EU: Brexit deal not 'feasible' unless disputes resolved

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Editor : Tolunay Yıldız

EU Commission President Von der Leyen issues statement after phone call with British Prime Minister Johnson

EU: Brexit deal not 'feasible' unless disputes resolved

European Commission President Ursula von der Leyen released a statement on Saturday after a phone call with British Prime Minister Boris Johnson in which she said “no agreement is feasible” if the “significant differences” on critical issues are not resolved.

Von der Leyen’s office issued a statement after her phone call with British Prime Minister Boris Johnson

“In a phone call today on the on-going negotiations between the European Union and the United Kingdom, we welcomed the fact that progress has been achieved in many areas.

“Nevertheless, significant differences remain on three critical issues: level playing field, governance and fisheries. Both sides underlined that no agreement is feasible if these issues are not resolved.

“Whilst recognising the seriousness of these differences, we agreed that a further effort should be undertaken by our negotiating teams to assess whether they can be resolved.

“We are therefore instructing our chief negotiators to reconvene tomorrow in Brussels.

“We will speak again on Monday evening,” the statement read.

The issues on which there are divergences have not changed since the beginning of negotiations.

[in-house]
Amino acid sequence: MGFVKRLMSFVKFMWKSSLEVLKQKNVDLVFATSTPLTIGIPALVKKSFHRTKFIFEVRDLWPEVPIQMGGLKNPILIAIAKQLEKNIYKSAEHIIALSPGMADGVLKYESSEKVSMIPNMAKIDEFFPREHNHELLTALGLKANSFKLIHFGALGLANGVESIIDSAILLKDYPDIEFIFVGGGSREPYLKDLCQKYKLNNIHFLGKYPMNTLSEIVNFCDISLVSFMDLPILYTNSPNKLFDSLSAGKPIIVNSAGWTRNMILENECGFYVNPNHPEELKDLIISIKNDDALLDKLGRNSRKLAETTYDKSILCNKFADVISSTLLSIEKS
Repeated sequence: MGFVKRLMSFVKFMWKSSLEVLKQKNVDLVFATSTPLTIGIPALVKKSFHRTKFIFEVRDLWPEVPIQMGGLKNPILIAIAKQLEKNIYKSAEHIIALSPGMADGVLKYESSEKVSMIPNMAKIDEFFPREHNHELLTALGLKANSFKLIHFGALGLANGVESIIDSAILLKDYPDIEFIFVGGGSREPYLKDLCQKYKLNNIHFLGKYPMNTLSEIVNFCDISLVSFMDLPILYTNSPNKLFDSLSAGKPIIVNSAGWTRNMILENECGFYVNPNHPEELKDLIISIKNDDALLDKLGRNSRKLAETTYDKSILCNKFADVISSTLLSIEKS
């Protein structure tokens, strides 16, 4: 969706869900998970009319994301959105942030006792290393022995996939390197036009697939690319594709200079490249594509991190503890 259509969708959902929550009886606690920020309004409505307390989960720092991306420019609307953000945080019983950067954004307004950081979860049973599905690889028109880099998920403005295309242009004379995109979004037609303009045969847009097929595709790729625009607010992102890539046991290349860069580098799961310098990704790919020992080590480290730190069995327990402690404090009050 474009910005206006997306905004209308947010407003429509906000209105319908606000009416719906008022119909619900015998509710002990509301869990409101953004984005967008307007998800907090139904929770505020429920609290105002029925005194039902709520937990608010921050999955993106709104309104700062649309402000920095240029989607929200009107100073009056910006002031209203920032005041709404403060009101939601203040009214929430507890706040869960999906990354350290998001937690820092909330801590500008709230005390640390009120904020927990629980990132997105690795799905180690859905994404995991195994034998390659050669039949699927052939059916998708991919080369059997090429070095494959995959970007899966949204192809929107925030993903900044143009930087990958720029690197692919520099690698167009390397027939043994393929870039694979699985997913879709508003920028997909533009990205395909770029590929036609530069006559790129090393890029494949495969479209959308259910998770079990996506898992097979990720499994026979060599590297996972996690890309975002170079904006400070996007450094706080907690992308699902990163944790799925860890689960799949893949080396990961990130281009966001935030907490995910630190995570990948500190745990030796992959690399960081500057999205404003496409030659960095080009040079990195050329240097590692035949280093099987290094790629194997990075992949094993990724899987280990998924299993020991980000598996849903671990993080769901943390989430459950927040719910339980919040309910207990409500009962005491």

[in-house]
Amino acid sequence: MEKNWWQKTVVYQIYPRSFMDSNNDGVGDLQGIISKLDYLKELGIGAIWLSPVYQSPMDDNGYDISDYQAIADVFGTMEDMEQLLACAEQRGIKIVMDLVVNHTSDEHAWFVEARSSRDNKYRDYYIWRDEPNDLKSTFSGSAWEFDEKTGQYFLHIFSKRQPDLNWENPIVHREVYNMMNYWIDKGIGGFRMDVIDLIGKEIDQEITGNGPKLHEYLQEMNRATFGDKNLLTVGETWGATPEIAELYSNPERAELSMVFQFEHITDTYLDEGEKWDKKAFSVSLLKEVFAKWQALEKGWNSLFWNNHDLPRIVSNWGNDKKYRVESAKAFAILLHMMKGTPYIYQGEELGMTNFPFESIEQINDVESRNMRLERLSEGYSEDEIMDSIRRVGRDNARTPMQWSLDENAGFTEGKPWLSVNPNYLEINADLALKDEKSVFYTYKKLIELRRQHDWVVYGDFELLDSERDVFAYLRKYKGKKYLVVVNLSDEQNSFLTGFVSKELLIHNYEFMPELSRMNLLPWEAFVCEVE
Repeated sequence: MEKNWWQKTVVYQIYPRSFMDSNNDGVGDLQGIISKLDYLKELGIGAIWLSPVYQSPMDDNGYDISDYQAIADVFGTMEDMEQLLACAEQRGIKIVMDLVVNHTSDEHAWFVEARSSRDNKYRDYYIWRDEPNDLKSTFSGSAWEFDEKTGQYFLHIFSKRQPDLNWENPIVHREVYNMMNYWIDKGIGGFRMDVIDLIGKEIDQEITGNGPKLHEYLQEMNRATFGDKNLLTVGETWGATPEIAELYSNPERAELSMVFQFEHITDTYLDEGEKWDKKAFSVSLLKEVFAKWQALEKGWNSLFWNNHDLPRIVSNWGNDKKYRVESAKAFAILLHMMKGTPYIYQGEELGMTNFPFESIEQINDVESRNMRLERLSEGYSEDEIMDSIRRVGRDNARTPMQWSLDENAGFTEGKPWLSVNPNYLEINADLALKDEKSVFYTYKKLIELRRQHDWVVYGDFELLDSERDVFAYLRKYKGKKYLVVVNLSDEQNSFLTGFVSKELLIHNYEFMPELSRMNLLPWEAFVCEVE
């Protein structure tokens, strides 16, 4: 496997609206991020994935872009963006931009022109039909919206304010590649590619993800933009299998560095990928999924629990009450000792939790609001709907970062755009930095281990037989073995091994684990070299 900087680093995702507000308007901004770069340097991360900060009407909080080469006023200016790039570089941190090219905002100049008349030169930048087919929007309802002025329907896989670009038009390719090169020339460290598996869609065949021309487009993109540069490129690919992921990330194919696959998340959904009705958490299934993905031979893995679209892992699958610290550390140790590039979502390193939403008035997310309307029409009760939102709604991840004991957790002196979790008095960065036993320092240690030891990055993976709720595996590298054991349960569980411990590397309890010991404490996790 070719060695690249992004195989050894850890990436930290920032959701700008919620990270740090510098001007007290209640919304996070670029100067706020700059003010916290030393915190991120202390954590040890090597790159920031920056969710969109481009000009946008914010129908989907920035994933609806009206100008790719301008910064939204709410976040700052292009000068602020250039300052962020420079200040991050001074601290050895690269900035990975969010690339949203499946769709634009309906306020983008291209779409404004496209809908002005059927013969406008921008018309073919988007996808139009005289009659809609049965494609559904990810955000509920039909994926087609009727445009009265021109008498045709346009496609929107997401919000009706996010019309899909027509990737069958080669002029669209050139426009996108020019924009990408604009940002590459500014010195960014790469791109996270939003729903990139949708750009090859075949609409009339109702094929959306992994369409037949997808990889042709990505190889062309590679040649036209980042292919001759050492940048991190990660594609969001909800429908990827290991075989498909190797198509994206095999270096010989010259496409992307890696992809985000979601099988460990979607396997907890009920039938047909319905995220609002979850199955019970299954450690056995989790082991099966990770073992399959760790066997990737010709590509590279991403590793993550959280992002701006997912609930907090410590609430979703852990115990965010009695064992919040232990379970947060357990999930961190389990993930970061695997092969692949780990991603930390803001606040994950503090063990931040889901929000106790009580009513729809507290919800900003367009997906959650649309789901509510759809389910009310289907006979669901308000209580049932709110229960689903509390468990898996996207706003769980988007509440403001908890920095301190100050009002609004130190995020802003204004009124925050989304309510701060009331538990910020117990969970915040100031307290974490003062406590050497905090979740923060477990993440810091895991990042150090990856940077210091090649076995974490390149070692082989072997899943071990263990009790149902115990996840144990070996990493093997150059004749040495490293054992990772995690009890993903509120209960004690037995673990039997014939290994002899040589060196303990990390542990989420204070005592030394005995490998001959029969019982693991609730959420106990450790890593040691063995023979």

The UK is insistent on taking back control of its fishing waters, a topic that is politically charged but economically relatively insignificant to the UK. France, a heavyweight inside the EU, has been particularly insistent for the EU not to give ground on this front.

The EU fears the UK is creating a low-regulation economy that props up its companies with state subsidies, thus undercutting the EU.

There is now less than a month before Britain’s transition period out of the EU ends on Dec. 31.

If the two sides cannot reach a trade agreement, then they will trade on World Trade Organization terms – also known as a “no-deal Brexit” – which involves tariffs and quotas on goods and services flowing between the two countries.

If a deal is reached, it must still be ratified by the 27 members of the EU, meaning time is now running extremely short.

Source : AA
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